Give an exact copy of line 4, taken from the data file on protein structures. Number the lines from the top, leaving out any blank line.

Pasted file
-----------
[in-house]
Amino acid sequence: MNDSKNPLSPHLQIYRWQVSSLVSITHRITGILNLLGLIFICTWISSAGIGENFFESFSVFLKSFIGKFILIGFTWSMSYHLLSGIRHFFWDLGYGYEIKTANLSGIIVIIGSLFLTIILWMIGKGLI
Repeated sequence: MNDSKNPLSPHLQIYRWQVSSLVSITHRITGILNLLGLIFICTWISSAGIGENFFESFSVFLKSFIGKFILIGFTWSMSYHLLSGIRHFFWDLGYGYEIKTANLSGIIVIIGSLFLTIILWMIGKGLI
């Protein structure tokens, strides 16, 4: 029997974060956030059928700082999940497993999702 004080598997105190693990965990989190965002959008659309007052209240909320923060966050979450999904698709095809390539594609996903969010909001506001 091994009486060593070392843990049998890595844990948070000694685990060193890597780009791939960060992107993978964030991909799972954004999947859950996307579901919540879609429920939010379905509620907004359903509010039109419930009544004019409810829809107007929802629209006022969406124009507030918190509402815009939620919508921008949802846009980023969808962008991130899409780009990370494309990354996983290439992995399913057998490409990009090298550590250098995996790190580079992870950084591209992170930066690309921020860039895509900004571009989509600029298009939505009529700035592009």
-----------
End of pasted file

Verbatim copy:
């Protein structure tokens, strides 16, 4: 029997974060956030059928700082999940497993999702 004080598997105190693990965990989190965002959008659309007052209240909320923060966050979450999904698709095809390539594609996903969010909001506001 091994009486060593070392843990049998890595844990948070000694685990060193890597780009791939960060992107993978964030991909799972954004999947859950996307579901919540879609429920939010379905509620907004359903509010039109419930009544004019409810829809107007929802629209006022969406124009507030918190509402815009939620919508921008949802846009980023969808962008991130899409780009990370494309990354996983290439992995399913057998490409990009090298550590250098995996790190580079992870950084591209992170930066690309921020860039895509900004571009989509600029298009939505009529700035592009």